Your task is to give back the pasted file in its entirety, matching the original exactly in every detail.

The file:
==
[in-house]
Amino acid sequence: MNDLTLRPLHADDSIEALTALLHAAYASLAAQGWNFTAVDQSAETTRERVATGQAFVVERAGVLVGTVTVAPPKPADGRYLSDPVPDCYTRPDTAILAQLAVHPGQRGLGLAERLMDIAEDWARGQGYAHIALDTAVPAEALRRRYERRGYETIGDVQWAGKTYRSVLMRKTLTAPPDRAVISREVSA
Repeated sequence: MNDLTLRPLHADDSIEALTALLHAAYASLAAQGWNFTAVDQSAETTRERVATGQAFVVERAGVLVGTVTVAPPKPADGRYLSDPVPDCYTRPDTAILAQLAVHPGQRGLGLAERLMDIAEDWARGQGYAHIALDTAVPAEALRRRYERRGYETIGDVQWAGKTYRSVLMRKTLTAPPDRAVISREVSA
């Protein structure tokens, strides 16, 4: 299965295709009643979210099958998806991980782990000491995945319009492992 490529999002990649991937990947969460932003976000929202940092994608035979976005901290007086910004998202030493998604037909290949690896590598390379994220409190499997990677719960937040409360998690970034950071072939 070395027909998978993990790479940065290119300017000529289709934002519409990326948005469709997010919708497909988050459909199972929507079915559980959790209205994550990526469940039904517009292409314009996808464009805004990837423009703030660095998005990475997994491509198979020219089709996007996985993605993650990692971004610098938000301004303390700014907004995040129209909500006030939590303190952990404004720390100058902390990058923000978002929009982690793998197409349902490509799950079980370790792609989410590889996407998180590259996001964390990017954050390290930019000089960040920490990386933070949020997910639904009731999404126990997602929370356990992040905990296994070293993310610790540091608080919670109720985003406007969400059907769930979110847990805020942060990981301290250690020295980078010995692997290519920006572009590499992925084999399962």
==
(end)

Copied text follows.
[in-house]
Amino acid sequence: MNDLTLRPLHADDSIEALTALLHAAYASLAAQGWNFTAVDQSAETTRERVATGQAFVVERAGVLVGTVTVAPPKPADGRYLSDPVPDCYTRPDTAILAQLAVHPGQRGLGLAERLMDIAEDWARGQGYAHIALDTAVPAEALRRRYERRGYETIGDVQWAGKTYRSVLMRKTLTAPPDRAVISREVSA
Repeated sequence: MNDLTLRPLHADDSIEALTALLHAAYASLAAQGWNFTAVDQSAETTRERVATGQAFVVERAGVLVGTVTVAPPKPADGRYLSDPVPDCYTRPDTAILAQLAVHPGQRGLGLAERLMDIAEDWARGQGYAHIALDTAVPAEALRRRYERRGYETIGDVQWAGKTYRSVLMRKTLTAPPDRAVISREVSA
């Protein structure tokens, strides 16, 4: 299965295709009643979210099958998806991980782990000491995945319009492992 490529999002990649991937990947969460932003976000929202940092994608035979976005901290007086910004998202030493998604037909290949690896590598390379994220409190499997990677719960937040409360998690970034950071072939 070395027909998978993990790479940065290119300017000529289709934002519409990326948005469709997010919708497909988050459909199972929507079915559980959790209205994550990526469940039904517009292409314009996808464009805004990837423009703030660095998005990475997994491509198979020219089709996007996985993605993650990692971004610098938000301004303390700014907004995040129209909500006030939590303190952990404004720390100058902390990058923000978002929009982690793998197409349902490509799950079980370790792609989410590889996407998180590259996001964390990017954050390290930019000089960040920490990386933070949020997910639904009731999404126990997602929370356990992040905990296994070293993310610790540091608080919670109720985003406007969400059907769930979110847990805020942060990981301290250690020295980078010995692997290519920006572009590499992925084999399962």